I visited my father in the Intensive Care Unit. He didn’t know I was there: he was on life-support, pain free and unconscious.
‘How’s he doing?’ I smiled at the Sister.
‘He’s stable.’ She adjusted his covering sheet. ‘Can’t be more positive than that.’
I looked down again at my father’s inert body. 'Any other visitors?’
The Sister counted them off on her fingers. ‘Son Jeffrey, from marriage number one, daughters from three and four and a very old lady who was extremely rude to all of them.’
‘That would be Granny Hemlock.’ The family’s name for the cantankerous old dowager was world famous, quoted in almost every glossy magazine article ever written about her.
I looked down at her son, the man who had given me life and yet been ignorant of my existence for forty years. He was my father, but as his firstborn, I didn’t really care whether he lived or died.
In her late teens, my mother had had a brief affair with this English aristocrat. When her condition had become obvious, he’d rejected her and she’d fled back to family in her native Lebanon, where I had been born and brought up. The later civil war there had driven my mother and me on to Paris, where my education had been completed. She died young. She was very much in my thoughts, these days.
Lord Carlington’s yellowing features barely resembled the many images of his earlier life that I had obsessively collected of him, on computer files at home. He’d been one of the so-called ‘Beautiful People’, lived a life careless of others, and his abuse of alcohol and drugs had finally brought him to this. I reached out to touch his cool hand, wondering if such contact would give my filial emotions a kick-start.
'Goodnight, Sarah.’ I turned away. ‘Thank you.’ The staff here now knew many of the family by sight and had quickly learned which ones to keep apart. All four of the ex-wives had been conspicuous by their absence, but the offspring carried their mothers’ grudges even to the bedside and there had been some heated moments.
‘Goodnight, Mina.’ The Sister saw me out.
I found my car in the car park and drove home to Zaph, my husband, whose choice it had been to come over to Britain for a few years. We’d applied to this area because of the choice of senior posts on offer. He had held me close when I told him how near we were to my father’s estates. ‘Whatever you decide to do about him, I’ll be with you,’ he’d said.
It was an irony of fate that Zaph was the senior duty doctor in A and E on the night Lord Carlington had been brought in. He had referred my father straight to the cardiac team for emergency surgery.
‘Bit of a family affair, that business,’ the consultant on A and E joked afterwards. I’d stared at him in shock for a second and then realised what he meant and that he was not referring to my father: he had not guessed my secret at all.
I drove slowly, thinking about the dysfunctional family and my father in particular. I didn’t love him – how could I? Did I hate him? No. Did I forgive him for abandoning my mother? No: that wasn’t for me to forgive. Time had proved him to be a serial offender, but at least he had married his other women – and given his name to their children. So far as I knew, I was the only one born out of wedlock, the only one denied his name, the only one with a dark skin. My half-brothers and sisters, drug-using socialites moving on the outer reaches of the British aristocracy and the inner pages of ‘Hello!’ both fascinated and repulsed me: I had a 5GB computer memory stick assigned to the Carlington family. I knew all about them, Zaph also knew all about them! They knew nothing of me.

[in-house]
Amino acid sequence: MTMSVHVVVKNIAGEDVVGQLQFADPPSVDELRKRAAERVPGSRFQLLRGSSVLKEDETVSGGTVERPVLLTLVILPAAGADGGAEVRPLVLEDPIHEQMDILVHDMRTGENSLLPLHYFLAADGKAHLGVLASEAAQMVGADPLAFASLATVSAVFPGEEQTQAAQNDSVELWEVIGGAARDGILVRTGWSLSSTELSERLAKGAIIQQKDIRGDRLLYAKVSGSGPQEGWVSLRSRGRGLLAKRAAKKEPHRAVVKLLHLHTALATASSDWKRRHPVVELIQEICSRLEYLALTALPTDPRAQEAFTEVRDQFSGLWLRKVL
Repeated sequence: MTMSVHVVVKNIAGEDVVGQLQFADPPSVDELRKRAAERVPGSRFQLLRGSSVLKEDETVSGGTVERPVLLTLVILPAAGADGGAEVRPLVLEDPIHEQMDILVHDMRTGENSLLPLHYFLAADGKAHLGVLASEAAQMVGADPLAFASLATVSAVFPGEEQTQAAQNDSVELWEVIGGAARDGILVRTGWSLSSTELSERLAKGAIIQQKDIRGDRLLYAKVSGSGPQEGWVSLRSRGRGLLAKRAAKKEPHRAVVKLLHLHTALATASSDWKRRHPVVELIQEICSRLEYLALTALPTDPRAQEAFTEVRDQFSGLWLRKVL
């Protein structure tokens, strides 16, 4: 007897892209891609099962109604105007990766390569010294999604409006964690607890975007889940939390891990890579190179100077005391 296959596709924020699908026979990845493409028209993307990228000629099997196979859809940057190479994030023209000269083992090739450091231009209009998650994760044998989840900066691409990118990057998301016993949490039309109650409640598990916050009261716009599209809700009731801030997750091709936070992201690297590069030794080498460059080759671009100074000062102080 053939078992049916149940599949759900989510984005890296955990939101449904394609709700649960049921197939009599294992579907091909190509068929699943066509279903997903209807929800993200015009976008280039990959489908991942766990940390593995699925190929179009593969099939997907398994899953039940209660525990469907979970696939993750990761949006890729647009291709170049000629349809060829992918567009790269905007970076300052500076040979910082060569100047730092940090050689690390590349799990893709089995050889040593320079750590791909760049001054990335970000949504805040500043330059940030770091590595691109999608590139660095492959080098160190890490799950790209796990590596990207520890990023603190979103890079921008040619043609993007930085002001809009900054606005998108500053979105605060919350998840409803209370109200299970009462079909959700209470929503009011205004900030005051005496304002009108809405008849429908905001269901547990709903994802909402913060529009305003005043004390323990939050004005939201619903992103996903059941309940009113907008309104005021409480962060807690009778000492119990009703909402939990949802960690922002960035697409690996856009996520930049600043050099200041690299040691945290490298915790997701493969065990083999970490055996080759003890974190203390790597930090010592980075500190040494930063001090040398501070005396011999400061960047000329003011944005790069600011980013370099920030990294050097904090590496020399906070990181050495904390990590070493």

After supper, Zaph and I settled down to make the most of our time together. In the semi-darkness, in the quiet, calm of his arms, I wanted to tell him something new I’d discovered that afternoon but the sudden shriek of the on-call bleep broke through our intimacy. Zaph groaned. ‘I didn’t know you were on-call.’
‘John Rawlings went off sick, I said I’d cover. I was hoping things’d stay quiet.’
The call was from Saul Goldman in the Intensive Care Unit. Something had blown in Lord Carlington’s heart and he needed emergency surgery. The technicians were on their way in, the theatre suite was open and ready. All they needed were the cardiac surgeons. Tonight, those surgeons were Saul Goldman and me, Mina Al Hussein.
‘I’ll drive you in.’ Zaph grabbed his coat as I headed for the door.
We made the hospital in under five minutes. Zaph dropped me off by A and E and I raced up the slope and through the automatic doors into the bedlam that was pre-Christmas Friday midnight. Avoiding a couple of screaming drunks and a very bloody group of party revellers, I raced for the lifts.
And so for a second time, the patient who would die without my intervention was my father. He was my patient. As his surgeon, I cared what became of him. Ethically I was on dodgy ground, but since nobody else knew the truth except Zaph...
Unprofessional thoughts and questions started circling again, vultures in my mind. I’d heard them all before and they were still unresolved.
If my father lived, would I reveal my true identity to him and to the family? Would it be malicious to do so? Might it one day backfire on me and on those I loved? Did I want to be associated with a family whom my husband described as worthless despite its millions?